Quantitative high-throughput screening identifies cytoprotective molecules that enhance SUMO conjugation via the inhibition of SUMO-specific protease (SENP)2.
The development of novel neuroprotective treatments for acute stroke has been fraught with failures, which supports the view of ischemic brain damage as a highly complex multifactorial process. Post-translational modifications such as small ubiquitin-like modifier (SUMO)ylation have emerged as critical molecular regulatory mechanisms in states of both homeostasis and ischemic stress, as evidenced by our previous work. Accordingly, the clinical significance of the selective control of the global SUMOylation process has become apparent in studies of ischemic pathobiology and pathophysiology. Herein, we describe a process capable of identifying and characterizing small molecules with the potential of targeting the SUMO system through inhibition of SUMO deconjugation in an effort to develop novel stroke therapies.-Bernstock, J. D., Ye, D., Smith, J. A., Lee, Y.-J., Gessler, F. A., Yasgar, A., Kouznetsova, J., Jadhav, A., Wang, Z., Pluchino, S., Zheng, W., Simeonov, A., Hallenbeck, J. M., Yang, W. Quantitative high-throughput screening identifies cytoprotective molecules that enhance SUMO-conjugation via the inhibition of SUMO-specific protease (SENP)2.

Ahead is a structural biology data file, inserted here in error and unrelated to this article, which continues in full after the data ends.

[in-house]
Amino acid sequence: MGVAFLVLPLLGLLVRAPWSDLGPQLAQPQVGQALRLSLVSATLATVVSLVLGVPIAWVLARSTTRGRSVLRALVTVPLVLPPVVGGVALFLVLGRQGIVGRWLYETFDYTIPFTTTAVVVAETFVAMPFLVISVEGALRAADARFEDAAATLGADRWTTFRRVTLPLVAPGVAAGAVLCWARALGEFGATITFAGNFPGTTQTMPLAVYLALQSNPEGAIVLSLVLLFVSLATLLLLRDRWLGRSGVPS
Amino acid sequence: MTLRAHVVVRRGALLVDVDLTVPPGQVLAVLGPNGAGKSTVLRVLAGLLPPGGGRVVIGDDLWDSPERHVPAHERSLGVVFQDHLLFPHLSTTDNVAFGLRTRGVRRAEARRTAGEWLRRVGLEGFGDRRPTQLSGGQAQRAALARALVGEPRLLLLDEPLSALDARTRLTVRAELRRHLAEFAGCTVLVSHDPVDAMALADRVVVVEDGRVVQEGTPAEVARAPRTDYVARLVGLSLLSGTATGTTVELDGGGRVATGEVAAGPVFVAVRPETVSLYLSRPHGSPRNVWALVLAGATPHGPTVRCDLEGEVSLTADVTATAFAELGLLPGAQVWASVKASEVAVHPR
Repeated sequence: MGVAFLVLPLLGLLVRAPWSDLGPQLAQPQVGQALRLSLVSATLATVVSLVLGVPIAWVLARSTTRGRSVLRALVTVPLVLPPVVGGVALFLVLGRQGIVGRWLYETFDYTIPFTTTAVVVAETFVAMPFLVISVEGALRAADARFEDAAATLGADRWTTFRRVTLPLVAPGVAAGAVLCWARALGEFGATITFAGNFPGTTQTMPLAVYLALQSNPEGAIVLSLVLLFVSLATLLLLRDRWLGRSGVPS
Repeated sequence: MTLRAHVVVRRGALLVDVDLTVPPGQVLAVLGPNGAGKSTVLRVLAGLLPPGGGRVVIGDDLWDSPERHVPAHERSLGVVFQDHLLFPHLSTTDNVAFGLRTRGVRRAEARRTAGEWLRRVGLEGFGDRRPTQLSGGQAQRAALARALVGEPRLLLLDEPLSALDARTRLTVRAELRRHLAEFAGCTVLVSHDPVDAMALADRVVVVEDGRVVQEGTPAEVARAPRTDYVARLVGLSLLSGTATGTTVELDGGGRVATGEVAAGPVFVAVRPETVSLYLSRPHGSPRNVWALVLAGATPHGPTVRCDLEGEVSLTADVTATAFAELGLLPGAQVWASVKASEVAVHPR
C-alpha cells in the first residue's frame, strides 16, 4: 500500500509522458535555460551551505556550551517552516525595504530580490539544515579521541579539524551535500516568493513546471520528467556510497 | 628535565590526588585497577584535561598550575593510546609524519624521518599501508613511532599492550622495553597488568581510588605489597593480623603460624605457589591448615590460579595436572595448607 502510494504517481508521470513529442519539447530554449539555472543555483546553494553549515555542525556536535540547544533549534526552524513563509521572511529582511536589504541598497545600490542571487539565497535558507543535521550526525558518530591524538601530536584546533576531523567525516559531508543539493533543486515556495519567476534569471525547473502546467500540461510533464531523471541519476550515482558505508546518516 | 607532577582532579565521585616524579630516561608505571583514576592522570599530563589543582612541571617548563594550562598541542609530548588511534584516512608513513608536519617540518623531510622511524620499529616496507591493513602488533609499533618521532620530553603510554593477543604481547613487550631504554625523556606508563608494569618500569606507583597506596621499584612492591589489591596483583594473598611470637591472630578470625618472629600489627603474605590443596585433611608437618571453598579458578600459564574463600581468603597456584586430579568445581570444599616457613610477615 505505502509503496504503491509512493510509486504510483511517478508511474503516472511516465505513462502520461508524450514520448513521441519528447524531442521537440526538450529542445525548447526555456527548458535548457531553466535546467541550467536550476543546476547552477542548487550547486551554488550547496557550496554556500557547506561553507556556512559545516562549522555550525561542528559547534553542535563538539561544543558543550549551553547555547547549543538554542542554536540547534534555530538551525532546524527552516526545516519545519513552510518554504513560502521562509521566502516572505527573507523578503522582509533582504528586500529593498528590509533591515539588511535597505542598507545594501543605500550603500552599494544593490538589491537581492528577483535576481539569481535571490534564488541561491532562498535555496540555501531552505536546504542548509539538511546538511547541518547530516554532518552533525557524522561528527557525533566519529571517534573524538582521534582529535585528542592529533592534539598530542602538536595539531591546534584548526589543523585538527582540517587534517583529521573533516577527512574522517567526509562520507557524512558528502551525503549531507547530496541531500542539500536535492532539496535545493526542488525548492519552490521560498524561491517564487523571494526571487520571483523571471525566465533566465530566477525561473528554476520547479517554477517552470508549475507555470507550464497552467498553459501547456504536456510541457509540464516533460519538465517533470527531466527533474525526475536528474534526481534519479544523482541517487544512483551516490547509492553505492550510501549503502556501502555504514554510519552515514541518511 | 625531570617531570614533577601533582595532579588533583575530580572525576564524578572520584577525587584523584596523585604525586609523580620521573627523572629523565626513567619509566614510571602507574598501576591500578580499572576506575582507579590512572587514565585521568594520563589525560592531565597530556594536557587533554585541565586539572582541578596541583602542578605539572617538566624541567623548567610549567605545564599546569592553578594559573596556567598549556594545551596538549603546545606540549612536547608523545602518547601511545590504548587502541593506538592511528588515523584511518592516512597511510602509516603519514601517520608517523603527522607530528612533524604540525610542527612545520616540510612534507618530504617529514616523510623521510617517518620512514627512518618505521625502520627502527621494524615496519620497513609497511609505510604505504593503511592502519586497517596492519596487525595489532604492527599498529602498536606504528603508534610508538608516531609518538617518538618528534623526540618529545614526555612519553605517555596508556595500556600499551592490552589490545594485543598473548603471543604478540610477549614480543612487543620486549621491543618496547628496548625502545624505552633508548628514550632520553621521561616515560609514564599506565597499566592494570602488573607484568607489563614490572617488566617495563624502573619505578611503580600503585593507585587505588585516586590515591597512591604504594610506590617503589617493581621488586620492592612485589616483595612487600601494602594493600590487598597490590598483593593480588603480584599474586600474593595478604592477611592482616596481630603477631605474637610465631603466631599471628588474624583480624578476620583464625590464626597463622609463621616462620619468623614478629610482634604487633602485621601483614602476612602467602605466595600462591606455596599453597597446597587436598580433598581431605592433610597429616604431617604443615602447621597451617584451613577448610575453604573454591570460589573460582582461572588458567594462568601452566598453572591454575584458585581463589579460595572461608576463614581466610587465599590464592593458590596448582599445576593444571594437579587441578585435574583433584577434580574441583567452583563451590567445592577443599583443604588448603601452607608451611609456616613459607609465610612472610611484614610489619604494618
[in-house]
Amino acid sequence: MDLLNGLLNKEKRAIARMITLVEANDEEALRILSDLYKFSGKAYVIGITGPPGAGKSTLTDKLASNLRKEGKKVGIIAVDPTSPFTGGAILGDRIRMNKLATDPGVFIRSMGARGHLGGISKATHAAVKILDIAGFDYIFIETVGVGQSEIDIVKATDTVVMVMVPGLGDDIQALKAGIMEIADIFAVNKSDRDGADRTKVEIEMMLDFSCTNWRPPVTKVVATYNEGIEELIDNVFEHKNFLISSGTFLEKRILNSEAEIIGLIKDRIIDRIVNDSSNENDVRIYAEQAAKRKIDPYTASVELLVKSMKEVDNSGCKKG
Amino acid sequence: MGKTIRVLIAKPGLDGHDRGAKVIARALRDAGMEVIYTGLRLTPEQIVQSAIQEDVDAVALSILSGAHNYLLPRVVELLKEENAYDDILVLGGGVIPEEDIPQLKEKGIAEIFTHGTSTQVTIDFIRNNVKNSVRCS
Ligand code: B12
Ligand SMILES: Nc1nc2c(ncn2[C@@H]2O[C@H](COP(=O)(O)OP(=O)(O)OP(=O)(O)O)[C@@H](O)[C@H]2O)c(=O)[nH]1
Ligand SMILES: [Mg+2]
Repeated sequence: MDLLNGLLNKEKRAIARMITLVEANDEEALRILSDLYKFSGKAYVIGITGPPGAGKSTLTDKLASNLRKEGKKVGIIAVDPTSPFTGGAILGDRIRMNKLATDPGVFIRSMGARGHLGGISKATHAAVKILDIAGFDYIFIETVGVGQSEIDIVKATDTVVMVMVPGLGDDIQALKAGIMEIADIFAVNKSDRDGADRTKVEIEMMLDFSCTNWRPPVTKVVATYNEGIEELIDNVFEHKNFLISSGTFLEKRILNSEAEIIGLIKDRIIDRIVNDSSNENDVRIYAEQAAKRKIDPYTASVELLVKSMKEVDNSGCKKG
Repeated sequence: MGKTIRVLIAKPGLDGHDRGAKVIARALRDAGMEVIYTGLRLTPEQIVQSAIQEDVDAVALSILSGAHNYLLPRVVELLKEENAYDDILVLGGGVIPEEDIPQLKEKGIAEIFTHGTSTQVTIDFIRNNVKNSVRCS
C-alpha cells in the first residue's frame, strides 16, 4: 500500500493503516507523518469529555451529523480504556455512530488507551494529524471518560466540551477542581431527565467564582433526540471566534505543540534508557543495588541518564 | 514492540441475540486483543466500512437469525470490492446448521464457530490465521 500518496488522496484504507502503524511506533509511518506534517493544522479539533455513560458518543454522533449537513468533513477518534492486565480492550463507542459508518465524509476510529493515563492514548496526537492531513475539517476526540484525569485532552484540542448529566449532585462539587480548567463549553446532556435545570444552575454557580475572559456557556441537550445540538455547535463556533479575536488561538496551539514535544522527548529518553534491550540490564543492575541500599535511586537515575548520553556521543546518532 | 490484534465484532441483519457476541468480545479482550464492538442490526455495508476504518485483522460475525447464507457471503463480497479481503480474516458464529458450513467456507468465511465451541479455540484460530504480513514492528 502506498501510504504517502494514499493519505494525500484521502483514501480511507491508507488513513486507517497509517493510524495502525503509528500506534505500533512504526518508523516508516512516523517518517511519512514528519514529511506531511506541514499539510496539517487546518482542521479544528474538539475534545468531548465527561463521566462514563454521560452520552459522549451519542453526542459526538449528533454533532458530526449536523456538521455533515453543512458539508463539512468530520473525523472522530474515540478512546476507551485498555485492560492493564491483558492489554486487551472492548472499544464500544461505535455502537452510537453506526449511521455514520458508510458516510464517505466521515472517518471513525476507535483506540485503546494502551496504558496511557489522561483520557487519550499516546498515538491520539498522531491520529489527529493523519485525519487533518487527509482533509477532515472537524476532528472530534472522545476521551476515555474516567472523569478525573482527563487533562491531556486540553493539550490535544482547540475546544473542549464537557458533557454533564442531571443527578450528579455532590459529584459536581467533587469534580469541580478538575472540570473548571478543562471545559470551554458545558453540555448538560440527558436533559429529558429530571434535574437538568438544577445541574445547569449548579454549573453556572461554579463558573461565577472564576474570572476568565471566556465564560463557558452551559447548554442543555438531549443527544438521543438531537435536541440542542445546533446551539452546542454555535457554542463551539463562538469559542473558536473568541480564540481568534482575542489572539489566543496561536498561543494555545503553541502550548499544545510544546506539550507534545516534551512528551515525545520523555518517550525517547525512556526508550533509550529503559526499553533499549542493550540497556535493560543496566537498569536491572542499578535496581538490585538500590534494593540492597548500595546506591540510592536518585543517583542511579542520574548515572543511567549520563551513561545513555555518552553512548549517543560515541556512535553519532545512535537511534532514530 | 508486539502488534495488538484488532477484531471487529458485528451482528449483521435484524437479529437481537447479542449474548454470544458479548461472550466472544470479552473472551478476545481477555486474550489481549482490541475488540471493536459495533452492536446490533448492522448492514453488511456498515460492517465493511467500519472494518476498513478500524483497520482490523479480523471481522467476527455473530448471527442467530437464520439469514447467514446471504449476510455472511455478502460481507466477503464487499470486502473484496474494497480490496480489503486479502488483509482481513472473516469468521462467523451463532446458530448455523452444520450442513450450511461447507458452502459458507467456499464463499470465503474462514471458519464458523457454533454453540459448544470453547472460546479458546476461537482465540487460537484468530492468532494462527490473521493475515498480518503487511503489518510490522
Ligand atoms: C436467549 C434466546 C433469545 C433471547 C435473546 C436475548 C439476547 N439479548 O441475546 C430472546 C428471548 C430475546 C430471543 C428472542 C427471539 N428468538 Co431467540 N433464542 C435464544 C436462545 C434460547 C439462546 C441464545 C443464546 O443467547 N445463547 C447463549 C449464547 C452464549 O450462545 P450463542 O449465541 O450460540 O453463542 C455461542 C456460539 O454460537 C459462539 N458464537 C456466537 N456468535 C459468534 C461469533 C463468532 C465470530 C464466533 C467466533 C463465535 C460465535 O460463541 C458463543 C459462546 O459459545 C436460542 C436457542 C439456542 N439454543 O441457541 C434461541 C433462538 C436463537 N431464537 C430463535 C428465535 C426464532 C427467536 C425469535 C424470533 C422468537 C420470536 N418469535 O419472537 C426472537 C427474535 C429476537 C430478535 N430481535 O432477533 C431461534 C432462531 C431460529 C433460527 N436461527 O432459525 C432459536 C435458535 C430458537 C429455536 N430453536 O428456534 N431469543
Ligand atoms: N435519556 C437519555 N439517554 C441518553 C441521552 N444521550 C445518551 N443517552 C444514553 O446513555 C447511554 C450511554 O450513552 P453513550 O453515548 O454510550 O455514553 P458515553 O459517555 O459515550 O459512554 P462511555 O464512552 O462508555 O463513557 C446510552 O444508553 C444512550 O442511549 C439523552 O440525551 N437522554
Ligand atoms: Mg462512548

Bernstock, JD; Ye, D; Smith, JA; Lee, Y-J; Gessler, FA; Yasgar, A; Kouznetsova, J; Jadhav, A; Wang, Z; Pluchino, S; Zheng, W; Simeonov, A; Hallenbeck, JM; Yang, W
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